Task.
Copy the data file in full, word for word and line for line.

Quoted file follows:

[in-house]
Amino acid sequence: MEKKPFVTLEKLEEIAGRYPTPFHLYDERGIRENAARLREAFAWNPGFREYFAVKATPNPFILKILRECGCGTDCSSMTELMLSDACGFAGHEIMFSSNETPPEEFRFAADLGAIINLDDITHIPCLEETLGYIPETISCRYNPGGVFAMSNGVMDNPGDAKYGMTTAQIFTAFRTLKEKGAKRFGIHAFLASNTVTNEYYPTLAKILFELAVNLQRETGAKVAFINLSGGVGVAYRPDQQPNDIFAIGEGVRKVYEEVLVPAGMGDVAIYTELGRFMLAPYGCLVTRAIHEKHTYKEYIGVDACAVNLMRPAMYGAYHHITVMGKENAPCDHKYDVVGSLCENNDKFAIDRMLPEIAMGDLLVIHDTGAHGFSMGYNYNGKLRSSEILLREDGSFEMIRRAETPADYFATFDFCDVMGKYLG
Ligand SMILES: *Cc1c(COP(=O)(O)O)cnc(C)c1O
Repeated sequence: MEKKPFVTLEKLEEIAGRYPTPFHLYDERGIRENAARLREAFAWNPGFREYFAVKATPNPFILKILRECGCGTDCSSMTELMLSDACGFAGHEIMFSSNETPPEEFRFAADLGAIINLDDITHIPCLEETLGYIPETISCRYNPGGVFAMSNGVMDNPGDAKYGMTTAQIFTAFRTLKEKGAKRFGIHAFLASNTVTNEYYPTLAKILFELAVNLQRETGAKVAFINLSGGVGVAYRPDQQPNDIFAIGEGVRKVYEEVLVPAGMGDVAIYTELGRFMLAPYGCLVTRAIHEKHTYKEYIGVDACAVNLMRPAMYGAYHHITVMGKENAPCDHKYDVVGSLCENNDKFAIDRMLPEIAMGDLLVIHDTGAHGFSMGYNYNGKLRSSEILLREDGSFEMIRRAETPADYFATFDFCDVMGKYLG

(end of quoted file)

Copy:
[in-house]
Amino acid sequence: MEKKPFVTLEKLEEIAGRYPTPFHLYDERGIRENAARLREAFAWNPGFREYFAVKATPNPFILKILRECGCGTDCSSMTELMLSDACGFAGHEIMFSSNETPPEEFRFAADLGAIINLDDITHIPCLEETLGYIPETISCRYNPGGVFAMSNGVMDNPGDAKYGMTTAQIFTAFRTLKEKGAKRFGIHAFLASNTVTNEYYPTLAKILFELAVNLQRETGAKVAFINLSGGVGVAYRPDQQPNDIFAIGEGVRKVYEEVLVPAGMGDVAIYTELGRFMLAPYGCLVTRAIHEKHTYKEYIGVDACAVNLMRPAMYGAYHHITVMGKENAPCDHKYDVVGSLCENNDKFAIDRMLPEIAMGDLLVIHDTGAHGFSMGYNYNGKLRSSEILLREDGSFEMIRRAETPADYFATFDFCDVMGKYLG
Ligand SMILES: *Cc1c(COP(=O)(O)O)cnc(C)c1O
Repeated sequence: MEKKPFVTLEKLEEIAGRYPTPFHLYDERGIRENAARLREAFAWNPGFREYFAVKATPNPFILKILRECGCGTDCSSMTELMLSDACGFAGHEIMFSSNETPPEEFRFAADLGAIINLDDITHIPCLEETLGYIPETISCRYNPGGVFAMSNGVMDNPGDAKYGMTTAQIFTAFRTLKEKGAKRFGIHAFLASNTVTNEYYPTLAKILFELAVNLQRETGAKVAFINLSGGVGVAYRPDQQPNDIFAIGEGVRKVYEEVLVPAGMGDVAIYTELGRFMLAPYGCLVTRAIHEKHTYKEYIGVDACAVNLMRPAMYGAYHHITVMGKENAPCDHKYDVVGSLCENNDKFAIDRMLPEIAMGDLLVIHDTGAHGFSMGYNYNGKLRSSEILLREDGSFEMIRRAETPADYFATFDFCDVMGKYLG